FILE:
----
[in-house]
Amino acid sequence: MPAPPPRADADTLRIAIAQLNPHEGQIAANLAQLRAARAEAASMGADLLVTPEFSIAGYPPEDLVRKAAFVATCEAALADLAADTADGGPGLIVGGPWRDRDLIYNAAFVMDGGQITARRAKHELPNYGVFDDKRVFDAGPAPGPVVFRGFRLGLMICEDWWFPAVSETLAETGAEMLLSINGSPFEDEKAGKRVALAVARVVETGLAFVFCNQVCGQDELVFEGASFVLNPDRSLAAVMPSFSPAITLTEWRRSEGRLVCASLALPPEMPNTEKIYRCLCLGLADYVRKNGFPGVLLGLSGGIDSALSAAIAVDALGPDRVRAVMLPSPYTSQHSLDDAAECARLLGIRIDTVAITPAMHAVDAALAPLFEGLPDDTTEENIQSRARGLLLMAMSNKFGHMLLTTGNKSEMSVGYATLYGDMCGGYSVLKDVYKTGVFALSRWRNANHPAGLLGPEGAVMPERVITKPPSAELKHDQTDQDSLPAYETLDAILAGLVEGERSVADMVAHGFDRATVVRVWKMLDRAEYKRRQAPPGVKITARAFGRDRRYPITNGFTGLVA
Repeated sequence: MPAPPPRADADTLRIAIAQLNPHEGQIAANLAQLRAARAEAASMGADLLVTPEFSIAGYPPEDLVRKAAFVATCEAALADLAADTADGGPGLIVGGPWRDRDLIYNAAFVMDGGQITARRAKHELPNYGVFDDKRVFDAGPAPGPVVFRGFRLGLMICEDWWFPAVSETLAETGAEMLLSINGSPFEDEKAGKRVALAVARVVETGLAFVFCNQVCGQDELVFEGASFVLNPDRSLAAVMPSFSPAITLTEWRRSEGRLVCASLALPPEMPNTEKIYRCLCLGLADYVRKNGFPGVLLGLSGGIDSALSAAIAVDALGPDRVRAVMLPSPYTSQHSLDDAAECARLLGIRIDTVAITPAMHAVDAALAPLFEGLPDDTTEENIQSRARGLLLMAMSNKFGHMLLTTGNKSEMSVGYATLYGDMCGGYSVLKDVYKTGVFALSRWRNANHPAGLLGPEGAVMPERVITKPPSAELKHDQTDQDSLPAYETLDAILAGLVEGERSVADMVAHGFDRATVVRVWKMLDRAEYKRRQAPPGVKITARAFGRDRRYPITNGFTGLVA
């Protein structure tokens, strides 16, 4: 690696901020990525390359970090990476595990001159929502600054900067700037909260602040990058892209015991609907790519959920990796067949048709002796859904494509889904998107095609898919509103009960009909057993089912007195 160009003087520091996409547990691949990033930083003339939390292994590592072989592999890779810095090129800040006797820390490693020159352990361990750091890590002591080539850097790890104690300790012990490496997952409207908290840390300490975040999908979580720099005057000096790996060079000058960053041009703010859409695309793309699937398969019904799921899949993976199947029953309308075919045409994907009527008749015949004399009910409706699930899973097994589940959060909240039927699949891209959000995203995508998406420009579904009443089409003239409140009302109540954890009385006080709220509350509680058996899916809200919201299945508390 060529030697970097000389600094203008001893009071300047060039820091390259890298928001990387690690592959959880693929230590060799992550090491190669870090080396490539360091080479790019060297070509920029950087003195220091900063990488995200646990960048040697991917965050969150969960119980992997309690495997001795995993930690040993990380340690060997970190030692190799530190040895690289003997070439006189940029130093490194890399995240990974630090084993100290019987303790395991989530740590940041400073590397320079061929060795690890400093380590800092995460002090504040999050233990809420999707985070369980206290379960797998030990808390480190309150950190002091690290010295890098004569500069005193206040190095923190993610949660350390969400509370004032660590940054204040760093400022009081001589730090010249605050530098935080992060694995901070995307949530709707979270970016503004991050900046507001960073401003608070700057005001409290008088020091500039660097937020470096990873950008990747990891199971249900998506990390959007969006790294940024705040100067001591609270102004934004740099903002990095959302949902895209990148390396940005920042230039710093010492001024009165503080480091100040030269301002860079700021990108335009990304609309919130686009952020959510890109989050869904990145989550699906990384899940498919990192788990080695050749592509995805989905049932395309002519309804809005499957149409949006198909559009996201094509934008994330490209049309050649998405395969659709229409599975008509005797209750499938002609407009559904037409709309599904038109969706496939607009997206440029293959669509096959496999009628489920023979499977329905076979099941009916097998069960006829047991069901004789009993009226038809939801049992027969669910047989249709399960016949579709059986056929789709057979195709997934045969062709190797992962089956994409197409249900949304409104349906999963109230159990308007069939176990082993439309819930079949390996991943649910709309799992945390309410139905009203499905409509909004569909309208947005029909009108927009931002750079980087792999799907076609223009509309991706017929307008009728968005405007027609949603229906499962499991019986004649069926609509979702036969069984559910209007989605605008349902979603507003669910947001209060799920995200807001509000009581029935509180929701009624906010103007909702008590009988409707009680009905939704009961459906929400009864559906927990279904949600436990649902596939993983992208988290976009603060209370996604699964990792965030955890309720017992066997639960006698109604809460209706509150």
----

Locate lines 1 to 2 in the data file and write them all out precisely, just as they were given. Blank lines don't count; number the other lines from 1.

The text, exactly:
[in-house]
Amino acid sequence: MPAPPPRADADTLRIAIAQLNPHEGQIAANLAQLRAARAEAASMGADLLVTPEFSIAGYPPEDLVRKAAFVATCEAALADLAADTADGGPGLIVGGPWRDRDLIYNAAFVMDGGQITARRAKHELPNYGVFDDKRVFDAGPAPGPVVFRGFRLGLMICEDWWFPAVSETLAETGAEMLLSINGSPFEDEKAGKRVALAVARVVETGLAFVFCNQVCGQDELVFEGASFVLNPDRSLAAVMPSFSPAITLTEWRRSEGRLVCASLALPPEMPNTEKIYRCLCLGLADYVRKNGFPGVLLGLSGGIDSALSAAIAVDALGPDRVRAVMLPSPYTSQHSLDDAAECARLLGIRIDTVAITPAMHAVDAALAPLFEGLPDDTTEENIQSRARGLLLMAMSNKFGHMLLTTGNKSEMSVGYATLYGDMCGGYSVLKDVYKTGVFALSRWRNANHPAGLLGPEGAVMPERVITKPPSAELKHDQTDQDSLPAYETLDAILAGLVEGERSVADMVAHGFDRATVVRVWKMLDRAEYKRRQAPPGVKITARAFGRDRRYPITNGFTGLVA